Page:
Adding clock changes to your planner design is crucial. I consider them to be just as important as US federal holidays and a must-have for all calendars. These two key dates directly affect our daily routine—and often wreak havoc when forgotten about—so it’s best to include them on your calendar pages.
But what’s the correct way to display them?
DAYLIGHT SAVINGS TIME OR DAYLIGHT SAVING TIME?
My team of editors and I see this one written incorrectly a lot! Because “Daylight Savings” is colloquial, people assume that’s the way to write it. The correct wording is actually “Daylight Saving”—singular—and it should be listed in your planner design as Daylight Saving Time begins and Daylight Saving Time ends. And keep in mind that while the US begins daylight saving time in March and ends in November, territories in the Southern Hemisphere do the opposite.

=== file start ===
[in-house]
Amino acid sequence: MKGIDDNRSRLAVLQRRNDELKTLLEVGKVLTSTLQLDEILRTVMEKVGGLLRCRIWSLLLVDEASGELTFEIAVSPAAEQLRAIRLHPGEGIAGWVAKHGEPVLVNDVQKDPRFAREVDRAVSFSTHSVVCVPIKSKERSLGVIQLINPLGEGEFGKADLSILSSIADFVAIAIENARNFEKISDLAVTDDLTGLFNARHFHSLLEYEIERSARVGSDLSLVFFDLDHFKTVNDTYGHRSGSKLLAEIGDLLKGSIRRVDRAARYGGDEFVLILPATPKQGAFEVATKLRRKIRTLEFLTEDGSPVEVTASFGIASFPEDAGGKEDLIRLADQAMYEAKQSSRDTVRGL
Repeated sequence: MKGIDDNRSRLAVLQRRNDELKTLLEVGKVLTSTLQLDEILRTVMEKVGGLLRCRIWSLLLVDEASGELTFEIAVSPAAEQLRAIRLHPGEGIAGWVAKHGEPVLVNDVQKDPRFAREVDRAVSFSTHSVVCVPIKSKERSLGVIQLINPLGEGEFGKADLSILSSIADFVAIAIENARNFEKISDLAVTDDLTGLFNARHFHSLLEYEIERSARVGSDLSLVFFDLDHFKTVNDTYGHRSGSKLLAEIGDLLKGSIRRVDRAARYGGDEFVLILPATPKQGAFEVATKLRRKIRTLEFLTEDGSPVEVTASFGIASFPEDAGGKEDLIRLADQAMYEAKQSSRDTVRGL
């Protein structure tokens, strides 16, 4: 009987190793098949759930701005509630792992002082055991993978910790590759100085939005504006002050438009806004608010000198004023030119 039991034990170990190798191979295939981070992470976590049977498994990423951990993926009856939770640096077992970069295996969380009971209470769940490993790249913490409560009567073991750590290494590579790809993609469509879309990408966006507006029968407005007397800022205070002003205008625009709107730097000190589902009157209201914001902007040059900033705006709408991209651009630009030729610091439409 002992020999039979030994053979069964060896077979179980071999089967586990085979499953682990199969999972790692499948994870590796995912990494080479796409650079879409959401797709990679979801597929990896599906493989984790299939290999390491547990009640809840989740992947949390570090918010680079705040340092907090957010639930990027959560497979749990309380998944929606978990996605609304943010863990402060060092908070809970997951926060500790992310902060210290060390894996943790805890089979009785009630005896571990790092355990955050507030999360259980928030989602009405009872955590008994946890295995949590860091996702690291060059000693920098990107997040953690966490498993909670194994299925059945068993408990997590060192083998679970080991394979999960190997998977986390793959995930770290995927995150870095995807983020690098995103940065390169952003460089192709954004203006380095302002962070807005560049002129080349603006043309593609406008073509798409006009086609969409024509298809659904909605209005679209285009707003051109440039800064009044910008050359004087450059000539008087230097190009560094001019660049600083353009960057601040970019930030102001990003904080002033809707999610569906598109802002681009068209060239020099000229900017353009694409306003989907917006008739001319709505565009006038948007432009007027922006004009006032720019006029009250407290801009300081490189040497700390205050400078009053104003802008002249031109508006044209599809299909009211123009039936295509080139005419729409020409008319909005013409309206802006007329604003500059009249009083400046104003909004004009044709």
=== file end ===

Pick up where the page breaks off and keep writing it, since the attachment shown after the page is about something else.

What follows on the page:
Do you have it listed correctly in your designs?
If you got it wrong or are wondering what else might be incorrect, I’ve got the perfect resource for you—The Ultimate Holiday Guide. My team of editors and I personally curate this collection each year for our proofreading and planner design clients. And we don’t mess around! We triple proof each list to ensure each date is accurate—because we reference these lists with every planner we proof.
So stop wasting hours googling dates and holidays! Our Holiday Guides are available for 2019, 2020, and 2021 because we know you need to work far in advance.
PS: Did you know that not all areas within the US observe Daylight Saving Time? Arizona, Hawaii, and Puerto Rico are just a few. Likewise, most areas of Africa and Asia do not observe DST, while Central and South America, New Zealand, and Australia are mixed. #themoreyouknow